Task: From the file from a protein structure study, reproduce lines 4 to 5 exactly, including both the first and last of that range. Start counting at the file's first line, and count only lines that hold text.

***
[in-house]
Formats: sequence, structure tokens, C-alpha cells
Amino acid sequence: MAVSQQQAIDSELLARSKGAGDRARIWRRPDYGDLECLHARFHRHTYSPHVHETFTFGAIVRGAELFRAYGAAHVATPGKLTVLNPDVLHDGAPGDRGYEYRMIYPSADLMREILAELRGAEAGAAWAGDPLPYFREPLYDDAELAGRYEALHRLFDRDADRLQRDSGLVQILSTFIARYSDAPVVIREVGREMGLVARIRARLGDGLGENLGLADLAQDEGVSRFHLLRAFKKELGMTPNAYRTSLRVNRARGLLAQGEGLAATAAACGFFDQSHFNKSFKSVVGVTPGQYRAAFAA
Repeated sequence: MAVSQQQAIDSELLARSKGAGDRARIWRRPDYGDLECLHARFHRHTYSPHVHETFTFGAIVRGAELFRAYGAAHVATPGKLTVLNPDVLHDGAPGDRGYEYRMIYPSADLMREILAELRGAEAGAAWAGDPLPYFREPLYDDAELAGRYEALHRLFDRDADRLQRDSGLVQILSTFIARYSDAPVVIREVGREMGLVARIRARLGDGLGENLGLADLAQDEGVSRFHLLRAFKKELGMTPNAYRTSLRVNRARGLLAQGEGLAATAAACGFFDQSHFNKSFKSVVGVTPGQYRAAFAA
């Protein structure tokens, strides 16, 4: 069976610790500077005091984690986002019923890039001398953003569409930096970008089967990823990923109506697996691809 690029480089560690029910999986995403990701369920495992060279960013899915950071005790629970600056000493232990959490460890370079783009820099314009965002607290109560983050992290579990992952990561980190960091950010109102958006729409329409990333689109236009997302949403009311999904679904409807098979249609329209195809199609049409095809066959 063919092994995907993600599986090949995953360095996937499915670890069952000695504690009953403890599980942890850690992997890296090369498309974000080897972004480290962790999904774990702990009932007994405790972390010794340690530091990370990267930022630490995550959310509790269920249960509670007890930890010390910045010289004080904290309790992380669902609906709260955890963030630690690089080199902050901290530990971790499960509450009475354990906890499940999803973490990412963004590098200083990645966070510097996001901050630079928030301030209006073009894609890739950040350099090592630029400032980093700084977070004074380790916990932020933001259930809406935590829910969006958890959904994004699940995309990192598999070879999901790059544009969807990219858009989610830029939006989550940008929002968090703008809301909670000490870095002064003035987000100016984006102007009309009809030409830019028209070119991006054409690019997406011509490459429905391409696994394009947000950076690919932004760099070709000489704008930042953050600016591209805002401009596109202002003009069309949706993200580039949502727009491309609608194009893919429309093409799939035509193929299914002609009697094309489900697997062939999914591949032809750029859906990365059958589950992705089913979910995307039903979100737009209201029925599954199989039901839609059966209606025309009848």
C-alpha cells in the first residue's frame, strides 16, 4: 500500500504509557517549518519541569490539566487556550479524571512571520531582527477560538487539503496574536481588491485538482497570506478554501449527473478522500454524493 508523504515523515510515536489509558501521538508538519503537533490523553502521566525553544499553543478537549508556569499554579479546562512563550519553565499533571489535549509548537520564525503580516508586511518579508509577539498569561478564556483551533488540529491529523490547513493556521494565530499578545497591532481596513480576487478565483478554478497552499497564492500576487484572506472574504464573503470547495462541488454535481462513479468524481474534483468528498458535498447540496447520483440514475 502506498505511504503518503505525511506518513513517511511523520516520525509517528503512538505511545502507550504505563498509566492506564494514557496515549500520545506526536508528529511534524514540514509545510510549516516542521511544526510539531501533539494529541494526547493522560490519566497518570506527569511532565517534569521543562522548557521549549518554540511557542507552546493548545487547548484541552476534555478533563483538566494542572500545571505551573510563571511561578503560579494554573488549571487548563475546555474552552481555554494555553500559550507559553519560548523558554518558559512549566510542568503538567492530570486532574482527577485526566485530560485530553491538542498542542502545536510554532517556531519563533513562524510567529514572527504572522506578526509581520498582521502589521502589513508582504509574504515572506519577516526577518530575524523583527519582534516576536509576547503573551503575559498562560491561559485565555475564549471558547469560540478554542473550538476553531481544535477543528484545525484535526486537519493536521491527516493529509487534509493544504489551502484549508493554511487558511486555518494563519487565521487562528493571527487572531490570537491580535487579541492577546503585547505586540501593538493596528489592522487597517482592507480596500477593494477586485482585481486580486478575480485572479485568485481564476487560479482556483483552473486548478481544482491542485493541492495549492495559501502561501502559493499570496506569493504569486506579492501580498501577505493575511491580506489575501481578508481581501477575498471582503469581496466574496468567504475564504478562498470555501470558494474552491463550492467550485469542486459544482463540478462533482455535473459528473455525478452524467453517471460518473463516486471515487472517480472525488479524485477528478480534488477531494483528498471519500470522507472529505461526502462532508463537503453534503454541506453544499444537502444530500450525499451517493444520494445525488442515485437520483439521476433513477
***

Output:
Repeated sequence: MAVSQQQAIDSELLARSKGAGDRARIWRRPDYGDLECLHARFHRHTYSPHVHETFTFGAIVRGAELFRAYGAAHVATPGKLTVLNPDVLHDGAPGDRGYEYRMIYPSADLMREILAELRGAEAGAAWAGDPLPYFREPLYDDAELAGRYEALHRLFDRDADRLQRDSGLVQILSTFIARYSDAPVVIREVGREMGLVARIRARLGDGLGENLGLADLAQDEGVSRFHLLRAFKKELGMTPNAYRTSLRVNRARGLLAQGEGLAATAAACGFFDQSHFNKSFKSVVGVTPGQYRAAFAA
């Protein structure tokens, strides 16, 4: 069976610790500077005091984690986002019923890039001398953003569409930096970008089967990823990923109506697996691809 690029480089560690029910999986995403990701369920495992060279960013899915950071005790629970600056000493232990959490460890370079783009820099314009965002607290109560983050992290579990992952990561980190960091950010109102958006729409329409990333689109236009997302949403009311999904679904409807098979249609329209195809199609049409095809066959 063919092994995907993600599986090949995953360095996937499915670890069952000695504690009953403890599980942890850690992997890296090369498309974000080897972004480290962790999904774990702990009932007994405790972390010794340690530091990370990267930022630490995550959310509790269920249960509670007890930890010390910045010289004080904290309790992380669902609906709260955890963030630690690089080199902050901290530990971790499960509450009475354990906890499940999803973490990412963004590098200083990645966070510097996001901050630079928030301030209006073009894609890739950040350099090592630029400032980093700084977070004074380790916990932020933001259930809406935590829910969006958890959904994004699940995309990192598999070879999901790059544009969807990219858009989610830029939006989550940008929002968090703008809301909670000490870095002064003035987000100016984006102007009309009809030409830019028209070119991006054409690019997406011509490459429905391409696994394009947000950076690919932004760099070709000489704008930042953050600016591209805002401009596109202002003009069309949706993200580039949502727009491309609608194009893919429309093409799939035509193929299914002609009697094309489900697997062939999914591949032809750029859906990365059958589950992705089913979910995307039903979100737009209201029925599954199989039901839609059966209606025309009848």